WVXU: It's Friday the 13th. Do you suffer from 'triskaidekaphobia'?

UC folklore and superstitions expert explains the rationale for a day dreaded by some

The 13th day of the month will fall on a Friday twice in 2023: Today, which is Jan. 13 and again on Oct. 13th.

Some see it as just any other day of the year, while others hang on to a superstition that goes back as far as the 1800s.

"It's definitely a Western sort of phobia and the word for it is 'triskaidekaphobia,' " Rebecca Borah, professor of English at the University of Cincinnati, told WVXU in a segment on the auspicious, and sometimes feared, day of the month.

Those who believe it’s an unlucky day might take extra precautions, such as holding up in their homes, which is convenient given a time when work from home is acceptable, says Borah. Others might see it as a lucky day, especially if they are born on a Friday the 13th. “People will see that as so unlucky that it is lucky," she says.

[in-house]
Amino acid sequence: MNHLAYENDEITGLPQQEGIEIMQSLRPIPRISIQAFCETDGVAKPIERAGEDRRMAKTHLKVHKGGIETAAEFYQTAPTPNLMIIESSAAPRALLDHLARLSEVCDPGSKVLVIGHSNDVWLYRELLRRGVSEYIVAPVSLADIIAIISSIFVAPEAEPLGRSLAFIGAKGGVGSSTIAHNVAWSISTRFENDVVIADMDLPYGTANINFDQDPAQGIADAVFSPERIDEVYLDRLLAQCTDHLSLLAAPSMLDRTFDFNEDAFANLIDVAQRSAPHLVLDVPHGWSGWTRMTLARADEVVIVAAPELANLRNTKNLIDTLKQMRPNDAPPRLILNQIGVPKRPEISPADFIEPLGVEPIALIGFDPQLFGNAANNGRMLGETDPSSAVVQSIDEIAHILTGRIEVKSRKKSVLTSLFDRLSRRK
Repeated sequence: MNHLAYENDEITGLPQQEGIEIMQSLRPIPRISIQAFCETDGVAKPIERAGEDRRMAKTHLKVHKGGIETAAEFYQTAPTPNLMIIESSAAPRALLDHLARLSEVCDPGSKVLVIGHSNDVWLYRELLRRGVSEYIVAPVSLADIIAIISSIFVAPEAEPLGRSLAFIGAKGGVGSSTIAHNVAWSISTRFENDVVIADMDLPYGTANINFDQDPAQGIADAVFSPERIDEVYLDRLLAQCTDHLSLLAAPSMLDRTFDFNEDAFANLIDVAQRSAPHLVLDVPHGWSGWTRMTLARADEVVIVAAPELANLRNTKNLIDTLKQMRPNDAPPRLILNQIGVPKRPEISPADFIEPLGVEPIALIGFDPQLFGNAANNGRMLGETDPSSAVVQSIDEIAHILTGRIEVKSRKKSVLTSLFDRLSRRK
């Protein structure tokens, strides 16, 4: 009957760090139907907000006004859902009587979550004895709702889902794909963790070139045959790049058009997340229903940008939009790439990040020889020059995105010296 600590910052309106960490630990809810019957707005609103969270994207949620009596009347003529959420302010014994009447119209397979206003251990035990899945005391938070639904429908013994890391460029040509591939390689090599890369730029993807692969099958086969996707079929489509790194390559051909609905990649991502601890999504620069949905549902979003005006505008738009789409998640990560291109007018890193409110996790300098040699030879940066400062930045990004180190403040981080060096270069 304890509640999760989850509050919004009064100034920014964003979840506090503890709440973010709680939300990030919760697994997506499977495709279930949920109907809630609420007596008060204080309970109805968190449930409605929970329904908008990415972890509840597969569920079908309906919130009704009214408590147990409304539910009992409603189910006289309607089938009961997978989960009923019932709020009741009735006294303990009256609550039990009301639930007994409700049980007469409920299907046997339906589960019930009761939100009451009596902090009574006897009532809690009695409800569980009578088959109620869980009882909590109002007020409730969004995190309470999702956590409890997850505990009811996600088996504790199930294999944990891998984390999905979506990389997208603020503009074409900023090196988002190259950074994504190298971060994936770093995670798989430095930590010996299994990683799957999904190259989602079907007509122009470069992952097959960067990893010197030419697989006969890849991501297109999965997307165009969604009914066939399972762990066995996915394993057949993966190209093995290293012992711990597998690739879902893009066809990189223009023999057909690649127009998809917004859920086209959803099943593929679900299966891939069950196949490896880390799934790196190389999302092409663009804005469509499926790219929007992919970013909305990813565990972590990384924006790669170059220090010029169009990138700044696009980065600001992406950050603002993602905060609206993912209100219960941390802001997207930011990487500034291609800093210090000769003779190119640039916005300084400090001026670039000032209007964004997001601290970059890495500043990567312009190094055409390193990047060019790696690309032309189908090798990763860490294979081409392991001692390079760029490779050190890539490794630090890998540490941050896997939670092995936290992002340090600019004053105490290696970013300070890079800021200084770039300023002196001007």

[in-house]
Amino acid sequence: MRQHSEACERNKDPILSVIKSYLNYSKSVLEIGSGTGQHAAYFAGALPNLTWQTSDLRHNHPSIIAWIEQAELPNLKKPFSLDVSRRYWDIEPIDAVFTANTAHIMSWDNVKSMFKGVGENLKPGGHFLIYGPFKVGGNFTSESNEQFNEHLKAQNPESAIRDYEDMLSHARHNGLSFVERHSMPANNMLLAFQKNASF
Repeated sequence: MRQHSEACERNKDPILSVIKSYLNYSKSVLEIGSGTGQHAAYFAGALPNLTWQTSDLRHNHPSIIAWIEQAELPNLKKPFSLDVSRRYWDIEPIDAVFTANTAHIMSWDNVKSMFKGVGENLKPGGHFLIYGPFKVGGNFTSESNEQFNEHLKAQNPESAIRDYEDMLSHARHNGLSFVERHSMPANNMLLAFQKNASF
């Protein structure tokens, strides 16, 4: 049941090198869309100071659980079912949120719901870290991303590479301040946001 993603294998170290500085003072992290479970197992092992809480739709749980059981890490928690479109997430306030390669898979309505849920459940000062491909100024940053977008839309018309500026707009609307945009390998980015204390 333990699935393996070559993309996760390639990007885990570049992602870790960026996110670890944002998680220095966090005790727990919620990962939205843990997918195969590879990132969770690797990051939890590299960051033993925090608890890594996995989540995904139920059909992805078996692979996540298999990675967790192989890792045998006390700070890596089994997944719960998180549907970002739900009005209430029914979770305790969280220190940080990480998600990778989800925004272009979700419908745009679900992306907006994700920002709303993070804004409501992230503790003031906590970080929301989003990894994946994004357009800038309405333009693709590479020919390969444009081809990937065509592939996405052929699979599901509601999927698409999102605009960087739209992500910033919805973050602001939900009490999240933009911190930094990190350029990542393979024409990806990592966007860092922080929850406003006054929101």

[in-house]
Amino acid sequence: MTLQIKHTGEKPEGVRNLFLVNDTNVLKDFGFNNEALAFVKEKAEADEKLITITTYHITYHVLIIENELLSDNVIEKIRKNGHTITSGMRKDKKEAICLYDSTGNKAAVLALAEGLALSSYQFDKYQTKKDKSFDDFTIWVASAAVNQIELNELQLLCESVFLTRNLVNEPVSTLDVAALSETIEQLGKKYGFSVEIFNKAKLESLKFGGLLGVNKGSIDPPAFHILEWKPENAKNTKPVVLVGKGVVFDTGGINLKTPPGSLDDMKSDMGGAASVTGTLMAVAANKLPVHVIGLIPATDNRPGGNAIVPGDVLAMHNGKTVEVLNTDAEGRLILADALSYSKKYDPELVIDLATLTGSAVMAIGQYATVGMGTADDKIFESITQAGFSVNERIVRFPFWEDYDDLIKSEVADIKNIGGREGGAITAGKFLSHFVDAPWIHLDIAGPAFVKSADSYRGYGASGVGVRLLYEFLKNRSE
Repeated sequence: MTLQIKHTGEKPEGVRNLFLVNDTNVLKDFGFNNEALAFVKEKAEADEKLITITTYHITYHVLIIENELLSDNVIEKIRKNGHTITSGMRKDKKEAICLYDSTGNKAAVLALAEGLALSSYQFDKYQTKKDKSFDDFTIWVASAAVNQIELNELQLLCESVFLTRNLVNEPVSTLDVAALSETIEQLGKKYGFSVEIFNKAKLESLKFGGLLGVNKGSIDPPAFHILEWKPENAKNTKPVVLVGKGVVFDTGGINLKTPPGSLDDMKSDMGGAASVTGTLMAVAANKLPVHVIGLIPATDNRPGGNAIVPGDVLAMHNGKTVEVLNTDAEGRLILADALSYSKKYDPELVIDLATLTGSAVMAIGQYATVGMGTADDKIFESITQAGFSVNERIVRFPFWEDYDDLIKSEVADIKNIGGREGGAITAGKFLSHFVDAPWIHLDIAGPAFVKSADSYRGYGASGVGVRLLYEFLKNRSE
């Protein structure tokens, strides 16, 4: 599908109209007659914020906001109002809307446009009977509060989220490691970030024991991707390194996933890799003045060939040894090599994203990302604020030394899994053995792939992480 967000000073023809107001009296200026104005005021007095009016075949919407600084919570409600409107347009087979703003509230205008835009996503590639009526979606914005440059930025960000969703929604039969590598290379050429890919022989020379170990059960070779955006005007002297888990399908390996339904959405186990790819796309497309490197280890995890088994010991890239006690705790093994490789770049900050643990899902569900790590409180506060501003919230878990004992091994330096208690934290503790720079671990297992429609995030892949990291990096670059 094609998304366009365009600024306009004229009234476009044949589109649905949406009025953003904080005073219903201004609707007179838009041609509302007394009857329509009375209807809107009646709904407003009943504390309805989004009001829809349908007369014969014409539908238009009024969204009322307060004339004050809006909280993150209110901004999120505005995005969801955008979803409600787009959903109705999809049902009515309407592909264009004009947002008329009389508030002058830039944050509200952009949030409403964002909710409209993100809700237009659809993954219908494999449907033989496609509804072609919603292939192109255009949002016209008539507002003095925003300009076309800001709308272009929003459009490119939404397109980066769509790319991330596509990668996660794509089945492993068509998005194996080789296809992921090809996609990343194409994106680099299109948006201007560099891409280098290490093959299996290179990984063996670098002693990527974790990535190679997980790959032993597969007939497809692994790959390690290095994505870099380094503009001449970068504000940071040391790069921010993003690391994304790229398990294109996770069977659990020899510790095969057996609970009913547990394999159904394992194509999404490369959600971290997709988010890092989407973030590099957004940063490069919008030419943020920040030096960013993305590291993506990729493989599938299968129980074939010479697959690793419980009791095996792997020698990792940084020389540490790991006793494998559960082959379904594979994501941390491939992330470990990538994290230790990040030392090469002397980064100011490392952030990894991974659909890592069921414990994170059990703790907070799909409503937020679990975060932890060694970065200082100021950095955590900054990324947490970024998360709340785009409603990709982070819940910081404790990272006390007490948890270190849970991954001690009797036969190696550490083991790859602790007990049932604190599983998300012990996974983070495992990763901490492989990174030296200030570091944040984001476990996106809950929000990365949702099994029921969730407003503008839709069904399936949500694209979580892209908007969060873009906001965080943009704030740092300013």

Simply being aware of superstitions may help to instill a sense of order in a world of random and uncontrollable worries, she also explained in an article in the NEWSEXPLORER, which cited her quote from a National Geographic article from 2014: “When you have rules and you know how to play by them, it always seems a lot easier.”

For anyone who does decide to hold up in the homes, it might not be the best approach as statistically most accidents happen at home.  

The articles below cite Borah as an expert in folk lore and superstitions and explain the origins of Friday the 13th.

It's Friday the 13th. Do you suffer from 'triskaidekaphobia'?

Here's why Friday the 13th scares us

Why Does Friday the 13th Scare Us So Much?

Featured image courtesy of Unsplash.

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